Well, I'm not one thing. I doubt you are, either. I don't write one kind of fiction. I don't read one kind. I am as invested in my gardens as I am in my writing. Cooking, too. I never expected my writing t bring me wealth, any more than I expected that of the gardens I've created.
People who walk by when I'm in the yard stop to tell me it's lovely, that they walk by just to see it. Prettiest in the neighborhood. One woman drives to this neighborhood for her walks just to see my yard. That's gratification enough. To share my vision and have someone say, wow, terrific. Well done.
That's all I want from my writing, too. Sure, having a book on the NYT top 10 wouldn't hurt my feelings. Who wouldn't love it? Promote the hell out of it? Absolutely. But I don't need it.
I create because I love the doing of it. I love rearranging words to see what fits best where. I love doing the same with my landscape. Often things that promised beauty turn out not to work, must be edited out or moved. A paragraph, an image, a shrub or perennial, stunted, obtrusive in one spot, thrives as a coherent element in another.
Raised Presbyterian, I eventually discovered The Tibetan Book of the Dead, read the Tao Te Ching, consulted the I Ching and runes, and delved into various mystical branches of many world religions. Who knows what is legend and what is history? Or what comes from enlightenment and what springs from wishful thinking?
With age comes perspective. Every faith believes itself to be the one true path to God, but none can pin down who or what "God" is. Certainly not some bearded wielder of lightning bolts or judgments. I've stopped trying to understand. I accept that I can't know. I can't even know if there's a greater Force permeating all creation. I still kinda tend to think maybe. There's just too much that can't be explained.
Each religion has branded what that is, that concept of original universal creative intelligence, whether called The Way, or God, or Allah, or Yahweh. I can't even say for sure there is one, though I'll hedge my bet. If there is, great, if not, I'll never know. So I choose to live as if it's true, but, as this invocation puts it so well, "in the names of the one who is all love."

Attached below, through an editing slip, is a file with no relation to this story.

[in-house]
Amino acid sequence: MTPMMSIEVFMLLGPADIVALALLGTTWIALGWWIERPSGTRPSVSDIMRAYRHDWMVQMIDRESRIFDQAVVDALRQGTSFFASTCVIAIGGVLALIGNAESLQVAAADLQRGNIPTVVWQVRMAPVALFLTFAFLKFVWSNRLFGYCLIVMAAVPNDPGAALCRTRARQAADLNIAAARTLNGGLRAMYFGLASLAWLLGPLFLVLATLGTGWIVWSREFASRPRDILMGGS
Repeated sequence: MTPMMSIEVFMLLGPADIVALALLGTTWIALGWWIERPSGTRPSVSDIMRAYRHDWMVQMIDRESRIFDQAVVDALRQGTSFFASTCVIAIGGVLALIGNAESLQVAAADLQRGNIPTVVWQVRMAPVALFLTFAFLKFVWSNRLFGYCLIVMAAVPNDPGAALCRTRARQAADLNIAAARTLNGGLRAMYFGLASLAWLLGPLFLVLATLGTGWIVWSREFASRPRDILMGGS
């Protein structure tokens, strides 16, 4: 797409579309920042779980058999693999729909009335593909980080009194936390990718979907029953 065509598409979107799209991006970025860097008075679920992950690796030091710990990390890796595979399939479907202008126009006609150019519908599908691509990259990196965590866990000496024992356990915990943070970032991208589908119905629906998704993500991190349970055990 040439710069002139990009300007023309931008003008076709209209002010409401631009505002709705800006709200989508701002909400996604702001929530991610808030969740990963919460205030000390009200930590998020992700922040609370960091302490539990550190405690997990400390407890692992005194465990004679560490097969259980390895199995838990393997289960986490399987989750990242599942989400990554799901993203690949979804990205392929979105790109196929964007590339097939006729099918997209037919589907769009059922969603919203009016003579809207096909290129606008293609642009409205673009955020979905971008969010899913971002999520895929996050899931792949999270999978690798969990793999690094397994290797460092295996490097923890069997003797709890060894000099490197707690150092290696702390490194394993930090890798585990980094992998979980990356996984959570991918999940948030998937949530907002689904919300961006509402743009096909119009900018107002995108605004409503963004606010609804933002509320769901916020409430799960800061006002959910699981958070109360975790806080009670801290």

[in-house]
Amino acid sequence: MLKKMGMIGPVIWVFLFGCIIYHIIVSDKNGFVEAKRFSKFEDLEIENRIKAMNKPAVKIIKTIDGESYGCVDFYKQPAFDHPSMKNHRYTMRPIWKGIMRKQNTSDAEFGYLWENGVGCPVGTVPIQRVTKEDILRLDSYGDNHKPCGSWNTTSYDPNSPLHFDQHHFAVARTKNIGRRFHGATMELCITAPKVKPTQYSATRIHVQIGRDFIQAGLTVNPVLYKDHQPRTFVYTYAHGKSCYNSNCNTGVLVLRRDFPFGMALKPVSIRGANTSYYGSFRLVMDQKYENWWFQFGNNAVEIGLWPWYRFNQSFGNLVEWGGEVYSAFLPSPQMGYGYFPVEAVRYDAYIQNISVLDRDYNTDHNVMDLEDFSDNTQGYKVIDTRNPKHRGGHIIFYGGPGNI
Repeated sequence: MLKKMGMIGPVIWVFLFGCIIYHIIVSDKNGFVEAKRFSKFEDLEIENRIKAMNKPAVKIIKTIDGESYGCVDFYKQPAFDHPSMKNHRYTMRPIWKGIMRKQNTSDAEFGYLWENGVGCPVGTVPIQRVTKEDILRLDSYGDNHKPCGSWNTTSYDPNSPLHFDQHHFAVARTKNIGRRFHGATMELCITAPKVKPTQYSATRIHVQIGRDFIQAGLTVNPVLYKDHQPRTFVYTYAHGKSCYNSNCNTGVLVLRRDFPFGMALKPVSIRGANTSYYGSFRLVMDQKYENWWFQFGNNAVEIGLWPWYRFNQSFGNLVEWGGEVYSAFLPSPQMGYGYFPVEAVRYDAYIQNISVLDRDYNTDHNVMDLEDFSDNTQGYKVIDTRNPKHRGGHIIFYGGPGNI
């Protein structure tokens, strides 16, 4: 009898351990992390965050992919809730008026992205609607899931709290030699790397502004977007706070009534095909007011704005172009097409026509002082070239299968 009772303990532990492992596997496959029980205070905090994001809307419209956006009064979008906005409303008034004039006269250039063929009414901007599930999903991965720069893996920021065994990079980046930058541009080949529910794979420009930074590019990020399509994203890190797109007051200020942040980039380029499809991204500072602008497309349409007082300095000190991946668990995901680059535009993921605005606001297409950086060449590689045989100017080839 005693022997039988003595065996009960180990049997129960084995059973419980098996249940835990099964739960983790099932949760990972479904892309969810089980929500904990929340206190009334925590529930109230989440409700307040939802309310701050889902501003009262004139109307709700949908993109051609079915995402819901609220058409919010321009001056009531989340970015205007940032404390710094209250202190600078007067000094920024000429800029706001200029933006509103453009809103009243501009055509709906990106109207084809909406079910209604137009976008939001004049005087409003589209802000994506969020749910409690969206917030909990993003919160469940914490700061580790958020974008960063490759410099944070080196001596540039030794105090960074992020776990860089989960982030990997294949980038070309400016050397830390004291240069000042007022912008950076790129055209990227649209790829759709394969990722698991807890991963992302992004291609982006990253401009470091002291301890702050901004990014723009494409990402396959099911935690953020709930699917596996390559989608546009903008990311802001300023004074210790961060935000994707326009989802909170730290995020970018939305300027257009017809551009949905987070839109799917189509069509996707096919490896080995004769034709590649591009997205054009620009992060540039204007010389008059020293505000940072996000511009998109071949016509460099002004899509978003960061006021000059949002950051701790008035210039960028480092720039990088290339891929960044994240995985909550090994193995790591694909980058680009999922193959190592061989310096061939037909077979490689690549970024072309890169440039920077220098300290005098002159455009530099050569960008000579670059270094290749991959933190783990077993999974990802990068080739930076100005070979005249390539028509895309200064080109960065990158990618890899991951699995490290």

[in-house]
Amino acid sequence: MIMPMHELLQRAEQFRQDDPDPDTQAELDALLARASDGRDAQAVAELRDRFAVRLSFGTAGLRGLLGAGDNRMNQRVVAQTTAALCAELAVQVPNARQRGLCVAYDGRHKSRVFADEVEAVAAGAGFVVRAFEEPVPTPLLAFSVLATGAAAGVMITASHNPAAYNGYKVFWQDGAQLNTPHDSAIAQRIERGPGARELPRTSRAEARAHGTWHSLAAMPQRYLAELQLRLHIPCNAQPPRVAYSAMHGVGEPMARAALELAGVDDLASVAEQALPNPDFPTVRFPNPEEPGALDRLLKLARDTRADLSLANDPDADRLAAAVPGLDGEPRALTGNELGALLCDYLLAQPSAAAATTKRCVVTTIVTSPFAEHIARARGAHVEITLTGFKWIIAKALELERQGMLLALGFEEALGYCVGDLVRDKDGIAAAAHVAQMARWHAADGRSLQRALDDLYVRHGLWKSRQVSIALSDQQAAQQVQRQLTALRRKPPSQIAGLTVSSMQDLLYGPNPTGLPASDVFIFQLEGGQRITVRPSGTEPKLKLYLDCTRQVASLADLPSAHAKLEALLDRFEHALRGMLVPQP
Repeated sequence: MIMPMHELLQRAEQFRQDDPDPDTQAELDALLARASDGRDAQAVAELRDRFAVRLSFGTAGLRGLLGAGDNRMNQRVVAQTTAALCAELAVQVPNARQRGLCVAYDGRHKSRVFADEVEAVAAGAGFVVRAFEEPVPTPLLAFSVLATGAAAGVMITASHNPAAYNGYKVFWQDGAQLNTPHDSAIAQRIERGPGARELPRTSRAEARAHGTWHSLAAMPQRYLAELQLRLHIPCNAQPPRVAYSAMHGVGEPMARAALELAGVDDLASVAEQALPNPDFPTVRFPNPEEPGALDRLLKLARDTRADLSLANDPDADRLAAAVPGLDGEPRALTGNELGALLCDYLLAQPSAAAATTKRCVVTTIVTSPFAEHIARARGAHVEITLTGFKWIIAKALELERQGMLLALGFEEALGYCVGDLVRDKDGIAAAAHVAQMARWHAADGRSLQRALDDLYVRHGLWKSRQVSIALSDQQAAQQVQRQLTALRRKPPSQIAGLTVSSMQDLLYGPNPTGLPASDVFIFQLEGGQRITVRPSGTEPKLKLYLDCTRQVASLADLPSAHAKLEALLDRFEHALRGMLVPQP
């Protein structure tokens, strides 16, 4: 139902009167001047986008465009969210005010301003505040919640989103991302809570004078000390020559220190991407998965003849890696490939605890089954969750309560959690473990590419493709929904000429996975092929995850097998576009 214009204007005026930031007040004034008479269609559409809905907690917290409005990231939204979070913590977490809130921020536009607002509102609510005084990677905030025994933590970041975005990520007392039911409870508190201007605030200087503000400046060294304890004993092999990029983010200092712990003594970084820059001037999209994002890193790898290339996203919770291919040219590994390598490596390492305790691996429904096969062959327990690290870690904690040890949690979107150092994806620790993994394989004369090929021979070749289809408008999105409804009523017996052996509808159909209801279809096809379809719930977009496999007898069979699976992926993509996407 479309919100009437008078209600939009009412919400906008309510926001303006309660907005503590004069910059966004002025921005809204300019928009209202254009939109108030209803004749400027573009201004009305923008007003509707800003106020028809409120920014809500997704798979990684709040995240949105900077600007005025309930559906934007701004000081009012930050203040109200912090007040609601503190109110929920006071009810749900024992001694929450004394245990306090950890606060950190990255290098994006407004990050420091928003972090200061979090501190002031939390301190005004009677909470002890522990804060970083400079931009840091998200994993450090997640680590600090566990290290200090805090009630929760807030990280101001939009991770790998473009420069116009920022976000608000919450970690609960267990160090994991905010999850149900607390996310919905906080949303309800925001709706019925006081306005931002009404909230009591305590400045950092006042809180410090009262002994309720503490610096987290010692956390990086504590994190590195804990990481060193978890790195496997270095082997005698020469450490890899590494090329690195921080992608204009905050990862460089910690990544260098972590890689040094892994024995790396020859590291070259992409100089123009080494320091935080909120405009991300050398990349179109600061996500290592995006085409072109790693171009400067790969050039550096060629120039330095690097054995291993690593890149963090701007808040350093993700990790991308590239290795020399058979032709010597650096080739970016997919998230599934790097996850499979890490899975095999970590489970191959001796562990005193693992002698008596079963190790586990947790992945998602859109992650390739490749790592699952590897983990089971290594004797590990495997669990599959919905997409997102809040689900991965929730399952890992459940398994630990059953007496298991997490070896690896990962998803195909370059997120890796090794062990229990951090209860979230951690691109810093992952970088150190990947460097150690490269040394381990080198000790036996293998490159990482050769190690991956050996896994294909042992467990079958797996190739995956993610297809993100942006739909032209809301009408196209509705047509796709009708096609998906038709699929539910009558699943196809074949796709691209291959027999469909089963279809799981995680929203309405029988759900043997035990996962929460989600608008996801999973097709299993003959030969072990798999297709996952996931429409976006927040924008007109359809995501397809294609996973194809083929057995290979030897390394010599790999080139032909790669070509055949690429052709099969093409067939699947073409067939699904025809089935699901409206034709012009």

Okay, pretty huge jump there, from me and writing and gardening to the mysteries of the universe, and I don't intend to get all religious. But, you know what? It's not really such a leap. Those mysteries inform my writing, my work with my little patch of earth, and every act of creation, however small.
There are hundreds, more, who can instruct on the craft of writing with far more authority than I, or on the ins and outs of publishing. I'll certainly bring up things I see that make me fucking nuts, or that make me need to share the beauty, or the absurdity, or whatever.
I am a writer. I work the earth. I'm fascinated by all aspects of creation. That could be writing as a craft, storytelling, the art of scaring the shit out of you by turning something everyday, something you cherish, into something that might take your soul, eat your children, and turn you into the monster. It could be a miraculous virgin birth as the cover for as miraculous an alien intervention.
So where does that put me? A perpetually skeptical spiritual explorer. Let there be Light, yeah, but those dark places sure are intriguing, aren't they? What's that around that corner? Was it human? Is it here to save us or destroy us?
Let me go into the garden and think about it while I move a few hostas. There's magic the the rearrangement of plants. And words. And body parts.
Damn. I haven't narrowed me down! Guess I'll have to live with who I am. And I'm okay with that.
We are creators, but are we what we create? How do you see the acts of creation?